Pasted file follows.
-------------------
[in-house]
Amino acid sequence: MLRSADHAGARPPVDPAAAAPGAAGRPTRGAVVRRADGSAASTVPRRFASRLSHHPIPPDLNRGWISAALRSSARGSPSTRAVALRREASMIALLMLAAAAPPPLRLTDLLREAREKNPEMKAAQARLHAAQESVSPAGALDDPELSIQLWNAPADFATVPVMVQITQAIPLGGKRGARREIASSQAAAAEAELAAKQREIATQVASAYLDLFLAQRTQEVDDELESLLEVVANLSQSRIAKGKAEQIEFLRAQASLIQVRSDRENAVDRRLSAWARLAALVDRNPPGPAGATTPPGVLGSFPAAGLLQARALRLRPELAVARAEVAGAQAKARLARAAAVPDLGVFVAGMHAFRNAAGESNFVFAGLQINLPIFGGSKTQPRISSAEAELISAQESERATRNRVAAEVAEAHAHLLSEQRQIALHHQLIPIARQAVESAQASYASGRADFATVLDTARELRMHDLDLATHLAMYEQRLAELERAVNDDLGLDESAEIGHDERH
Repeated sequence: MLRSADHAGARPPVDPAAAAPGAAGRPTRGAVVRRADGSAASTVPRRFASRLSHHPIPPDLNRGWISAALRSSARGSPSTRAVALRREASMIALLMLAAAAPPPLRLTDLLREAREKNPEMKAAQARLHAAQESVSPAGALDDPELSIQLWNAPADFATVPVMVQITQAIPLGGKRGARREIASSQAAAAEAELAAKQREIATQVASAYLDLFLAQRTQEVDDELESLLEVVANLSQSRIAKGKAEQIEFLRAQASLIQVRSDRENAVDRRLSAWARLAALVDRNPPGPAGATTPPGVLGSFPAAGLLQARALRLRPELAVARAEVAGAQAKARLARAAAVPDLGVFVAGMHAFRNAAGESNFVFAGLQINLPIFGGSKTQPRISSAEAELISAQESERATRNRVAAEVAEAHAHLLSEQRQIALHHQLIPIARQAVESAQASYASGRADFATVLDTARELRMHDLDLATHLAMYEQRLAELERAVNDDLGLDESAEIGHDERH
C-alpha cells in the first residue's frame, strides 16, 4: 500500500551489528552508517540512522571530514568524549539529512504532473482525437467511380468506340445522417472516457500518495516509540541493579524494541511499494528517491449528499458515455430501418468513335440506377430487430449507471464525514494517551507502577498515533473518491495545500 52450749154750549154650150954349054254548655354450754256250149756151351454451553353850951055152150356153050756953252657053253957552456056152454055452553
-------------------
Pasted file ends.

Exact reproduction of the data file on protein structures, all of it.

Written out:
[in-house]
Amino acid sequence: MLRSADHAGARPPVDPAAAAPGAAGRPTRGAVVRRADGSAASTVPRRFASRLSHHPIPPDLNRGWISAALRSSARGSPSTRAVALRREASMIALLMLAAAAPPPLRLTDLLREAREKNPEMKAAQARLHAAQESVSPAGALDDPELSIQLWNAPADFATVPVMVQITQAIPLGGKRGARREIASSQAAAAEAELAAKQREIATQVASAYLDLFLAQRTQEVDDELESLLEVVANLSQSRIAKGKAEQIEFLRAQASLIQVRSDRENAVDRRLSAWARLAALVDRNPPGPAGATTPPGVLGSFPAAGLLQARALRLRPELAVARAEVAGAQAKARLARAAAVPDLGVFVAGMHAFRNAAGESNFVFAGLQINLPIFGGSKTQPRISSAEAELISAQESERATRNRVAAEVAEAHAHLLSEQRQIALHHQLIPIARQAVESAQASYASGRADFATVLDTARELRMHDLDLATHLAMYEQRLAELERAVNDDLGLDESAEIGHDERH
Repeated sequence: MLRSADHAGARPPVDPAAAAPGAAGRPTRGAVVRRADGSAASTVPRRFASRLSHHPIPPDLNRGWISAALRSSARGSPSTRAVALRREASMIALLMLAAAAPPPLRLTDLLREAREKNPEMKAAQARLHAAQESVSPAGALDDPELSIQLWNAPADFATVPVMVQITQAIPLGGKRGARREIASSQAAAAEAELAAKQREIATQVASAYLDLFLAQRTQEVDDELESLLEVVANLSQSRIAKGKAEQIEFLRAQASLIQVRSDRENAVDRRLSAWARLAALVDRNPPGPAGATTPPGVLGSFPAAGLLQARALRLRPELAVARAEVAGAQAKARLARAAAVPDLGVFVAGMHAFRNAAGESNFVFAGLQINLPIFGGSKTQPRISSAEAELISAQESERATRNRVAAEVAEAHAHLLSEQRQIALHHQLIPIARQAVESAQASYASGRADFATVLDTARELRMHDLDLATHLAMYEQRLAELERAVNDDLGLDESAEIGHDERH
C-alpha cells in the first residue's frame, strides 16, 4: 500500500551489528552508517540512522571530514568524549539529512504532473482525437467511380468506340445522417472516457500518495516509540541493579524494541511499494528517491449528499458515455430501418468513335440506377430487430449507471464525514494517551507502577498515533473518491495545500 52450749154750549154650150954349054254548655354450754256250149756151351454451553353850951055152150356153050756953252657053253957552456056152454055452553